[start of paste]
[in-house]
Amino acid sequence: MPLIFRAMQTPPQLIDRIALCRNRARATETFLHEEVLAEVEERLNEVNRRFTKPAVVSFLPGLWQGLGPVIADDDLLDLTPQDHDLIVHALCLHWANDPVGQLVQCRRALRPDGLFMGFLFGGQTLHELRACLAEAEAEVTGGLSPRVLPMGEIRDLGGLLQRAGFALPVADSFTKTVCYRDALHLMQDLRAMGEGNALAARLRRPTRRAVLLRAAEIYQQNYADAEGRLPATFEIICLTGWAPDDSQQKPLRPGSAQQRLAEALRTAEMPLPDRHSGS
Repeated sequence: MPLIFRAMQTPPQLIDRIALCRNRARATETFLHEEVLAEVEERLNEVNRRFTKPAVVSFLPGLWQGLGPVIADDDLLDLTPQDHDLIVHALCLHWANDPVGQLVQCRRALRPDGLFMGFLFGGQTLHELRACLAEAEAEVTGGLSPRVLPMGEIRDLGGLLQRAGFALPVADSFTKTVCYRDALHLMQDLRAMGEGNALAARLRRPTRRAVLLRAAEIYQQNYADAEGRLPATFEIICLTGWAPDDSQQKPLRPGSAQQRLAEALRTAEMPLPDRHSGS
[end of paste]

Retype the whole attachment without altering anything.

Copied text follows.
[in-house]
Amino acid sequence: MPLIFRAMQTPPQLIDRIALCRNRARATETFLHEEVLAEVEERLNEVNRRFTKPAVVSFLPGLWQGLGPVIADDDLLDLTPQDHDLIVHALCLHWANDPVGQLVQCRRALRPDGLFMGFLFGGQTLHELRACLAEAEAEVTGGLSPRVLPMGEIRDLGGLLQRAGFALPVADSFTKTVCYRDALHLMQDLRAMGEGNALAARLRRPTRRAVLLRAAEIYQQNYADAEGRLPATFEIICLTGWAPDDSQQKPLRPGSAQQRLAEALRTAEMPLPDRHSGS
Repeated sequence: MPLIFRAMQTPPQLIDRIALCRNRARATETFLHEEVLAEVEERLNEVNRRFTKPAVVSFLPGLWQGLGPVIADDDLLDLTPQDHDLIVHALCLHWANDPVGQLVQCRRALRPDGLFMGFLFGGQTLHELRACLAEAEAEVTGGLSPRVLPMGEIRDLGGLLQRAGFALPVADSFTKTVCYRDALHLMQDLRAMGEGNALAARLRRPTRRAVLLRAAEIYQQNYADAEGRLPATFEIICLTGWAPDDSQQKPLRPGSAQQRLAEALRTAEMPLPDRHSGS